Published on 27 June 2024 at 17:05

By Paul Laird

Author of "The Birth And Impact Of Britpop: Mis-Shapes, Scenesters And Insatiable Ones"


I have spent the day in bed. 

Remember Covid? 

Fever dreams. 

Body aches. 


Poor me. 

Poor me. 


Show me the hem of the robe of one who could save me and I will reach out and touch it, I have  faith that I will be made whole again. 

A personal Jesus has arrived. 


Dana Gillespie has been making music for longer than I have been alive. 

A creative force acknowledged by Gods, and the Elders, of the Church of popular culture. 


A voice that could shake the gates of Hell, and assemble the Heavenly throng, all in the same  breath. 

From the frothy pop delights of 1968’s “Foolish Seasons”, the blues of 1971’s “Weren’t Born a  Man”, the electronic experimentation of 1982’s “Solid Romance”, and onto the nineties where she  recorded an entire album of songs with the word “blue” in the title (“Blue One”), she has been  there, seen it, heard it, lived it, and done it all. 


But you probably haven’t ever heard, or heard of, her. 


In many ways Gillespie is the singer's singer - the musician's curio. 


Now, at the age of 75, Richenda Antoinette de Winterstein Gillespie (God that is a wonderful  name) has released the album that should make her your new favourite singer, an album that  should take you into a deep dive of the deepest waters of her sprawling back catalogue. 


With the loving guidance of Marc Almond, Gillespie has pulled together a collection of cover  versions and given each one of the songs new life, and popped them beside the original work. The  lazy comparison here is with Rick Rubin’s work with Johnny Cash on the “American” recordings -  but here there is something greater to play for. Cash was already a household name, albeit one  who’s time appeared to have been and gone. For Gillespie this is a chance to grab a new  audience, while still thrilling her most loyal fans…one last moment in the spotlight, except that for  her the spotlight has never mattered, it has only ever been about the music. 


The lead single from the album was “Spent the Day in Bed”, a 2017 single from Morrissey about  the dangers of watching the news, and the delights of being master of one’s own destiny, reveling  in the simple delights of sheets you have bought and paid for, while correctly pointing out that  watching the news is a terrible waste of your time.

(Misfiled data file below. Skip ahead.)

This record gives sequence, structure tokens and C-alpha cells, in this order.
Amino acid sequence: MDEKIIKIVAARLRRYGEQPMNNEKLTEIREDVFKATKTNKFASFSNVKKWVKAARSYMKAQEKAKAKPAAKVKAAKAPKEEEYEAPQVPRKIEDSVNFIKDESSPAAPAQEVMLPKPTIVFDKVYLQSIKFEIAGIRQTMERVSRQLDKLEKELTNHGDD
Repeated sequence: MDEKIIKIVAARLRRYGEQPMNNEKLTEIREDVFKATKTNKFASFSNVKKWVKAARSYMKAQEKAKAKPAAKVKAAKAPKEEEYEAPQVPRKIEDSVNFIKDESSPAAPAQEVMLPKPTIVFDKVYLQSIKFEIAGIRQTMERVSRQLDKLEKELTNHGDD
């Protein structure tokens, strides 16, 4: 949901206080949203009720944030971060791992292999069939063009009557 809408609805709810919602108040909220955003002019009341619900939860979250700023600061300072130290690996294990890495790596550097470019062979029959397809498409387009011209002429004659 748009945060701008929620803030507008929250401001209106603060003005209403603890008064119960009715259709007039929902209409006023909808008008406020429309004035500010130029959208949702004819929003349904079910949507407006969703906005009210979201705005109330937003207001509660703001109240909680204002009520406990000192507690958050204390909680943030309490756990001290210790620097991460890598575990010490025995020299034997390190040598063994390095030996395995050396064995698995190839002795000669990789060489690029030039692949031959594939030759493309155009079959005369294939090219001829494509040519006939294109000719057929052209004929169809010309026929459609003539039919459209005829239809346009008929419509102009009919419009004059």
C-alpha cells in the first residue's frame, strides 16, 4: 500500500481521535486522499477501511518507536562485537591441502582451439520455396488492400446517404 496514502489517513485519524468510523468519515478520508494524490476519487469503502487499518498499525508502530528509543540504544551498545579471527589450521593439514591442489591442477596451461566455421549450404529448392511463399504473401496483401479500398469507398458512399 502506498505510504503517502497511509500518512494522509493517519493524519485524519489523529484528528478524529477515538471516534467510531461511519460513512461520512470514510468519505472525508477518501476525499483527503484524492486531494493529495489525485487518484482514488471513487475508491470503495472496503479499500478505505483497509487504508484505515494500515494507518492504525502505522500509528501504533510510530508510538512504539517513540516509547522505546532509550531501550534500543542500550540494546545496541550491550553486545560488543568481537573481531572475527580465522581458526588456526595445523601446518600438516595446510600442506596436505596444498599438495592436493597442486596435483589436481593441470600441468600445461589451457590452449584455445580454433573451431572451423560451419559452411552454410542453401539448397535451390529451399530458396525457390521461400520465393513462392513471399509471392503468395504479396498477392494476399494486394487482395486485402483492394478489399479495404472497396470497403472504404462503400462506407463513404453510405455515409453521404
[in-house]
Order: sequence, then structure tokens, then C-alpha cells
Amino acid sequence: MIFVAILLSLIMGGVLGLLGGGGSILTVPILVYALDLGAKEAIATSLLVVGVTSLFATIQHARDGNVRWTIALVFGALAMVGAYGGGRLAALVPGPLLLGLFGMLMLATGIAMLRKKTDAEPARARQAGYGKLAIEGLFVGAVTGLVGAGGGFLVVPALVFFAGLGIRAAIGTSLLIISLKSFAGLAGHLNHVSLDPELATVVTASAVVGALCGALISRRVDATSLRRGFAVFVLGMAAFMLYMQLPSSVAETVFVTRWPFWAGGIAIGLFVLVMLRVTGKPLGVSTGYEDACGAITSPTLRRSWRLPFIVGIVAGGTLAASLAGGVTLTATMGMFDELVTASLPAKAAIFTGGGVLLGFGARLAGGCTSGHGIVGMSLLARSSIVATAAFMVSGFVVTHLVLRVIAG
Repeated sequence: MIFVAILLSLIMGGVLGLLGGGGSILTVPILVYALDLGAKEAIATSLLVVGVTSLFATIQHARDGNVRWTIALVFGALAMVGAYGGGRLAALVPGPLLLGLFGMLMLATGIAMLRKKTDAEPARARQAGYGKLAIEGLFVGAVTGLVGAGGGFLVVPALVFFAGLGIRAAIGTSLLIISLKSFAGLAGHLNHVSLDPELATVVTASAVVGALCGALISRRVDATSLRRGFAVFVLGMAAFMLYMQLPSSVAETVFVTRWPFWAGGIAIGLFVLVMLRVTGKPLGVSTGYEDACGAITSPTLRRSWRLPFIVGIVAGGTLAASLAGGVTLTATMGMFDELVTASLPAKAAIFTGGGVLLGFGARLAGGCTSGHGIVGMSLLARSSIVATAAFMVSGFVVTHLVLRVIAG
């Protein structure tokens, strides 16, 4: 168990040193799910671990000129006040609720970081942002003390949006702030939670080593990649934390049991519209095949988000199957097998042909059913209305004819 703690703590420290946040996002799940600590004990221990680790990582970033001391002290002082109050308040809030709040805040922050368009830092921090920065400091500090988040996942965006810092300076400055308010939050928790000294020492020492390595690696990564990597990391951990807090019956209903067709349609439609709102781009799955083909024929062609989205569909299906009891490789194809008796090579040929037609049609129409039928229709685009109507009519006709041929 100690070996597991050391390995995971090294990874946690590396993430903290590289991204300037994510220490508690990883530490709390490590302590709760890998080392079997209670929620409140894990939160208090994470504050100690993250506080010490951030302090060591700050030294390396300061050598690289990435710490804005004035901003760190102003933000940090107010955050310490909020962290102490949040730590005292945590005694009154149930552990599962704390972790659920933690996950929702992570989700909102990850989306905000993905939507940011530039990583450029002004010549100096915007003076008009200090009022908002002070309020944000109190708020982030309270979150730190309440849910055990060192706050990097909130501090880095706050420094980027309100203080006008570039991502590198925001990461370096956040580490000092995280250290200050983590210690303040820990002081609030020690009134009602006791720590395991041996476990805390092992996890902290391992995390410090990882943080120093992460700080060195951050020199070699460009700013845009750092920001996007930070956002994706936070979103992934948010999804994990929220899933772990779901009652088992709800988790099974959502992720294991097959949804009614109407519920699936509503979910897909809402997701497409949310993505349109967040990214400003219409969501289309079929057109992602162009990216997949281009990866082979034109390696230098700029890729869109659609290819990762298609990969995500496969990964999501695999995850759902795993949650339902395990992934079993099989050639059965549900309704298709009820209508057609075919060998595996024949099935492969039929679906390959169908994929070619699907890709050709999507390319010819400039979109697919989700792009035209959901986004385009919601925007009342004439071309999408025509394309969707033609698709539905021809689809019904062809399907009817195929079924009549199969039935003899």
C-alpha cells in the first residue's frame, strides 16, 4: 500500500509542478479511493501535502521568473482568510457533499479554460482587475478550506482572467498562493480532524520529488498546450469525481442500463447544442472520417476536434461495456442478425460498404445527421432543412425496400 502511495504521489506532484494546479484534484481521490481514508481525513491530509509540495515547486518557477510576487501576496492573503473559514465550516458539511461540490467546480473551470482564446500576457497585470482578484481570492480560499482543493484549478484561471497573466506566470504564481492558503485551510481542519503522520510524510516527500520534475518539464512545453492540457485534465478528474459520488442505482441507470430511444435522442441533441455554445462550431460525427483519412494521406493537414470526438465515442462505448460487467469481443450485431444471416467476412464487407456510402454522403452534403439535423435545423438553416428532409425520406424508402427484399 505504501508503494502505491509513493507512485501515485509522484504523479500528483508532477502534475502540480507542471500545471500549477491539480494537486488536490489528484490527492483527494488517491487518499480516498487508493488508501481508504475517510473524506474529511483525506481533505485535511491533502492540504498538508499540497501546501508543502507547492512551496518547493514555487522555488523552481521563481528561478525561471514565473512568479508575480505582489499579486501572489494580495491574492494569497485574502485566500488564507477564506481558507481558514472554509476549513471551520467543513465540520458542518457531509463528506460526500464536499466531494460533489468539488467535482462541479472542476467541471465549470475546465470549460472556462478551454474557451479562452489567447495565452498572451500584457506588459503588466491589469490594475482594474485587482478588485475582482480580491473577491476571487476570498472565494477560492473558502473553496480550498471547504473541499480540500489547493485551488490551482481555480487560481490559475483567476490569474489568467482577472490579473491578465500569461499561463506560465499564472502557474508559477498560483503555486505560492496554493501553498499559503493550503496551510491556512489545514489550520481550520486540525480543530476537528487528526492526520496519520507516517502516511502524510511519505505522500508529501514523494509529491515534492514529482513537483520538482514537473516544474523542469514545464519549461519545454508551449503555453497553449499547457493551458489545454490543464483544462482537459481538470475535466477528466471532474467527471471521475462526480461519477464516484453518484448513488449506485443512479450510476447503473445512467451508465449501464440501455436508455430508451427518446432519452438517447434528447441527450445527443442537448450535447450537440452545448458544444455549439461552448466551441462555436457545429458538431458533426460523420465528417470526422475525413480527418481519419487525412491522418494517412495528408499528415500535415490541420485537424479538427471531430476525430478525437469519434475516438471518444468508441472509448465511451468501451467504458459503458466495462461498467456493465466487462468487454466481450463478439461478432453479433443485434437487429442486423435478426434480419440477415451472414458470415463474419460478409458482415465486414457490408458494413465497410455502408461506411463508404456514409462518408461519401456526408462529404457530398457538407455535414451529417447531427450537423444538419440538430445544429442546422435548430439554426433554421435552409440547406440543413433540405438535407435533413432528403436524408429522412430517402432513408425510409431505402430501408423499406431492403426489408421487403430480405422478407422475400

Dana has much in common with Morrissey; the links with Bowie, the sense that despite the  successes the accolades they rightly deserve have never truly arrived, the fierce commitment to  the power of the voice. Her version of “Spent the Day in Bed” is every bit as good as the  original…truthfully it may even be better, there is a greater sense of drama, her voice sweeping  between sultry and authoritative.


The other song choices reveal that everyone involved in this project has taken great care over  their selection - songs that seem unlikely (Green Day’s “Boulevard of Broken Dreams”) sit side by  side with less surprising, but utterly transformed, choices like Lana Del Rey’s “Gods and  Monsters” - hearing her take on the pop punk of the former, and the stadium filling, profanity  laden, art pop of the latter is a joy. 


The range of artists here reveals an artist who understands that in music there are no border, no  boundaries, no territory that is off limits to the artist - Jake Bugg, Fleetwood Mac, Leonard Cohen,  and others. 


When my end of year highlights come around, “First Love” will be sitting somewhere near the top  of the pile…right now it might even be at the top of the pile.



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